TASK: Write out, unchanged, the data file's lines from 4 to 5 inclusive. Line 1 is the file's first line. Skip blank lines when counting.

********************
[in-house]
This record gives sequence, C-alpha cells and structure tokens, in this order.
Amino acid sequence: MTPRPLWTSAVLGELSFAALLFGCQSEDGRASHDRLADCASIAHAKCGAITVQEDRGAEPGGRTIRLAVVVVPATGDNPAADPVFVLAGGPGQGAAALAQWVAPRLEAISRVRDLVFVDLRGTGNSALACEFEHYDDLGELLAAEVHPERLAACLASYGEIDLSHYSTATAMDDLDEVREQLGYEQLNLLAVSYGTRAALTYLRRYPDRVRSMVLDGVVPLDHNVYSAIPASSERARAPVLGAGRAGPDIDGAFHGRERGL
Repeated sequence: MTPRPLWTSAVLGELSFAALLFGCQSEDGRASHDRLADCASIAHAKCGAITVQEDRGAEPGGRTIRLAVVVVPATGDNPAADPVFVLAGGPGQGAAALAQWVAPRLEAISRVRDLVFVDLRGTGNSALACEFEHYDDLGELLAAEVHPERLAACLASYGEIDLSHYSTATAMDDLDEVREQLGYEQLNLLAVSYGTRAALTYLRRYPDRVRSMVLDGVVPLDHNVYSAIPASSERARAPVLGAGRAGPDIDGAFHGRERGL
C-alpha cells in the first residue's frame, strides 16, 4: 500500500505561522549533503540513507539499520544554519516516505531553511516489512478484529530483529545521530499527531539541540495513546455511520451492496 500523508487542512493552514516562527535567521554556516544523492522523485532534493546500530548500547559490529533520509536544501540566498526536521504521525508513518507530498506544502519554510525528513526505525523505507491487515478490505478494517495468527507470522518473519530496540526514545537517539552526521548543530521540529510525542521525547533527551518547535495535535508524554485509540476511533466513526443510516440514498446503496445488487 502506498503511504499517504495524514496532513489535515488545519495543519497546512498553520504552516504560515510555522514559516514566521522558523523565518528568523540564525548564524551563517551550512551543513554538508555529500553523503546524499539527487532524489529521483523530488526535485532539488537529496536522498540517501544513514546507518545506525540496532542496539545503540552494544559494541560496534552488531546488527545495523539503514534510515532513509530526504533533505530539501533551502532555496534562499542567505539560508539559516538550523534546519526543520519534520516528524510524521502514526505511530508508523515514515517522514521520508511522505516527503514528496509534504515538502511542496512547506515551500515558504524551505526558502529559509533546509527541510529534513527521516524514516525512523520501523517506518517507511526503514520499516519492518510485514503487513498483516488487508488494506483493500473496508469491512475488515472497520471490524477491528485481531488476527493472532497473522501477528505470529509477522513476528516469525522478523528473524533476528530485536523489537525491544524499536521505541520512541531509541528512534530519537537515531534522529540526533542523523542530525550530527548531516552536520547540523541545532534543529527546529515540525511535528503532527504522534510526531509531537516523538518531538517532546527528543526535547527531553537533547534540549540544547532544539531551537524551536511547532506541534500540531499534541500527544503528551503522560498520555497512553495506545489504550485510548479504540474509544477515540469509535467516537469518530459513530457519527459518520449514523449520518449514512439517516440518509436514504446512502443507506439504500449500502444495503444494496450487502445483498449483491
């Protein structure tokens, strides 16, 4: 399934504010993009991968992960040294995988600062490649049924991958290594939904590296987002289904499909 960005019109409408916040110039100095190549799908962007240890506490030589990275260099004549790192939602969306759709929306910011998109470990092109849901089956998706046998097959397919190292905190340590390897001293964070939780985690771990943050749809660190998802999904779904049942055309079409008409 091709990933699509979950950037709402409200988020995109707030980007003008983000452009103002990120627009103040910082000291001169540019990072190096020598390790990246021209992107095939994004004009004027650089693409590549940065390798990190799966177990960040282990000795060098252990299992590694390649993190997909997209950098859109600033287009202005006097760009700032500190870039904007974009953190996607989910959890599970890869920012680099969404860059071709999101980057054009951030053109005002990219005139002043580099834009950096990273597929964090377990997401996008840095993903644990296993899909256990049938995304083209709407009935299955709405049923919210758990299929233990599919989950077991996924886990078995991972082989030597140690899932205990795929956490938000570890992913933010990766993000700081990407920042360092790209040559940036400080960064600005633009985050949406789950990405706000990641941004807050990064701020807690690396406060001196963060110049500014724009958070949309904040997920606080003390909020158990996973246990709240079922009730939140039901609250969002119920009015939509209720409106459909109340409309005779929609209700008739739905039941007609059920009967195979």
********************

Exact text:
Repeated sequence: MTPRPLWTSAVLGELSFAALLFGCQSEDGRASHDRLADCASIAHAKCGAITVQEDRGAEPGGRTIRLAVVVVPATGDNPAADPVFVLAGGPGQGAAALAQWVAPRLEAISRVRDLVFVDLRGTGNSALACEFEHYDDLGELLAAEVHPERLAACLASYGEIDLSHYSTATAMDDLDEVREQLGYEQLNLLAVSYGTRAALTYLRRYPDRVRSMVLDGVVPLDHNVYSAIPASSERARAPVLGAGRAGPDIDGAFHGRERGL
C-alpha cells in the first residue's frame, strides 16, 4: 500500500505561522549533503540513507539499520544554519516516505531553511516489512478484529530483529545521530499527531539541540495513546455511520451492496 500523508487542512493552514516562527535567521554556516544523492522523485532534493546500530548500547559490529533520509536544501540566498526536521504521525508513518507530498506544502519554510525528513526505525523505507491487515478490505478494517495468527507470522518473519530496540526514545537517539552526521548543530521540529510525542521525547533527551518547535495535535508524554485509540476511533466513526443510516440514498446503496445488487 502506498503511504499517504495524514496532513489535515488545519495543519497546512498553520504552516504560515510555522514559516514566521522558523523565518528568523540564525548564524551563517551550512551543513554538508555529500553523503546524499539527487532524489529521483523530488526535485532539488537529496536522498540517501544513514546507518545506525540496532542496539545503540552494544559494541560496534552488531546488527545495523539503514534510515532513509530526504533533505530539501533551502532555496534562499542567505539560508539559516538550523534546519526543520519534520516528524510524521502514526505511530508508523515514515517522514521520508511522505516527503514528496509534504515538502511542496512547506515551500515558504524551505526558502529559509533546509527541510529534513527521516524514516525512523520501523517506518517507511526503514520499516519492518510485514503487513498483516488487508488494506483493500473496508469491512475488515472497520471490524477491528485481531488476527493472532497473522501477528505470529509477522513476528516469525522478523528473524533476528530485536523489537525491544524499536521505541520512541531509541528512534530519537537515531534522529540526533542523523542530525550530527548531516552536520547540523541545532534543529527546529515540525511535528503532527504522534510526531509531537516523538518531538517532546527528543526535547527531553537533547534540549540544547532544539531551537524551536511547532506541534500540531499534541500527544503528551503522560498520555497512553495506545489504550485510548479504540474509544477515540469509535467516537469518530459513530457519527459518520449514523449520518449514512439517516440518509436514504446512502443507506439504500449500502444495503444494496450487502445483498449483491